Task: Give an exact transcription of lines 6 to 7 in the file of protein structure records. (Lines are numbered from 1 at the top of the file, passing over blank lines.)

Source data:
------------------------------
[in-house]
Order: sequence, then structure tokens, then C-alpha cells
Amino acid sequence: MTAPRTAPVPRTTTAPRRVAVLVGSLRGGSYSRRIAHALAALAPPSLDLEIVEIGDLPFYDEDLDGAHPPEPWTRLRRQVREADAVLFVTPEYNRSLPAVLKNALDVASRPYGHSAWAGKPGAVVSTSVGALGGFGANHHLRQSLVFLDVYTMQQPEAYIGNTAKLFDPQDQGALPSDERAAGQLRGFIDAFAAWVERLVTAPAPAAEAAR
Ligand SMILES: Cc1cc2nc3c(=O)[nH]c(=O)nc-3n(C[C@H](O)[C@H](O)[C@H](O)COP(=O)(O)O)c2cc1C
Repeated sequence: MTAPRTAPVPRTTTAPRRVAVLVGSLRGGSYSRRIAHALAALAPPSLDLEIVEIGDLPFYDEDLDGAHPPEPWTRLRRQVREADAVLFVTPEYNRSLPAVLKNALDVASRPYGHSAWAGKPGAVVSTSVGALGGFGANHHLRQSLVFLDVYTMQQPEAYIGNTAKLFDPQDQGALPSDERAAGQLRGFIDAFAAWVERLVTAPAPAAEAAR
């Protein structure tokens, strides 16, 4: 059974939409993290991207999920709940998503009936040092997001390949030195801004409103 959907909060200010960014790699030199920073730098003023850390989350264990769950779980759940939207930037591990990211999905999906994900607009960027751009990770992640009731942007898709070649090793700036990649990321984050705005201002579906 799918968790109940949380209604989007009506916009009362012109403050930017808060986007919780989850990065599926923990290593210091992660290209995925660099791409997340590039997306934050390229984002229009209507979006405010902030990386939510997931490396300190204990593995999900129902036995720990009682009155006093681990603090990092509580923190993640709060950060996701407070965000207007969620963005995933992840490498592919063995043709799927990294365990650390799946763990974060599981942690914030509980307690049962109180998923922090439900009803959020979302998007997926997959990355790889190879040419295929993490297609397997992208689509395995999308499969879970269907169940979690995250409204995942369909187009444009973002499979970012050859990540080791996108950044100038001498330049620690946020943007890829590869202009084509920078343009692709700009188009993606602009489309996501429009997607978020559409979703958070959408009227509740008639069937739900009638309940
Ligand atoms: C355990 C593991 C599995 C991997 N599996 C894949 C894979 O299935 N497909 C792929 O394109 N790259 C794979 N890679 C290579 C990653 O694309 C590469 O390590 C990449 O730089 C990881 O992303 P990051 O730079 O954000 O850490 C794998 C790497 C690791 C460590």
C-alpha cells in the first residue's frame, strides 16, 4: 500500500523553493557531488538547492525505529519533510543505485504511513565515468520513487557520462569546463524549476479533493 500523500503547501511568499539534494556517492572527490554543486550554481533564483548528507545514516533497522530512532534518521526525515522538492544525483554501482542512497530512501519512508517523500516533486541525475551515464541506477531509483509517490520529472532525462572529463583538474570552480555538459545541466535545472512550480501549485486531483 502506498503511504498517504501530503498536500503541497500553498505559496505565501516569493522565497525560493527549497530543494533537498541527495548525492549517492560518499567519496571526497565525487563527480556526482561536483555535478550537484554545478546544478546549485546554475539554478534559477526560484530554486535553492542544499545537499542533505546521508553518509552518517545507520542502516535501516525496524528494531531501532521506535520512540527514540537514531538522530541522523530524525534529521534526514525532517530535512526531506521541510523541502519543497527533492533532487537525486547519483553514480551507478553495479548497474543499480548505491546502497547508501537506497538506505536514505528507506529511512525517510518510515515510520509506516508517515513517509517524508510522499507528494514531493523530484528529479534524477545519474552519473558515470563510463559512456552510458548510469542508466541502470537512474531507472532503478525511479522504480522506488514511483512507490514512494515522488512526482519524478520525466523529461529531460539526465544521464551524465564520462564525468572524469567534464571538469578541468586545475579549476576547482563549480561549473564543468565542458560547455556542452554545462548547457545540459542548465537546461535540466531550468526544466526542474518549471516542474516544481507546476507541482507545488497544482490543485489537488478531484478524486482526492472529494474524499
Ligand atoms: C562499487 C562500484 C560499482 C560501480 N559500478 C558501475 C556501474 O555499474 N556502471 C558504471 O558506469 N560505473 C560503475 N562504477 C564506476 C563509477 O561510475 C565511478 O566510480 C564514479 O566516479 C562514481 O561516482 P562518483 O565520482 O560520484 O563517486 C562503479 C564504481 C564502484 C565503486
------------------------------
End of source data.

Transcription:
């Protein structure tokens, strides 16, 4: 059974939409993290991207999920709940998503009936040092997001390949030195801004409103 959907909060200010960014790699030199920073730098003023850390989350264990769950779980759940939207930037591990990211999905999906994900607009960027751009990770992640009731942007898709070649090793700036990649990321984050705005201002579906 799918968790109940949380209604989007009506916009009362012109403050930017808060986007919780989850990065599926923990290593210091992660290209995925660099791409997340590039997306934050390229984002229009209507979006405010902030990386939510997931490396300190204990593995999900129902036995720990009682009155006093681990603090990092509580923190993640709060950060996701407070965000207007969620963005995933992840490498592919063995043709799927990294365990650390799946763990974060599981942690914030509980307690049962109180998923922090439900009803959020979302998007997926997959990355790889190879040419295929993490297609397997992208689509395995999308499969879970269907169940979690995250409204995942369909187009444009973002499979970012050859990540080791996108950044100038001498330049620690946020943007890829590869202009084509920078343009692709700009188009993606602009489309996501429009997607978020559409979703958070959408009227509740008639069937739900009638309940
Ligand atoms: C355990 C593991 C599995 C991997 N599996 C894949 C894979 O299935 N497909 C792929 O394109 N790259 C794979 N890679 C290579 C990653 O694309 C590469 O390590 C990449 O730089 C990881 O992303 P990051 O730079 O954000 O850490 C794998 C790497 C690791 C460590």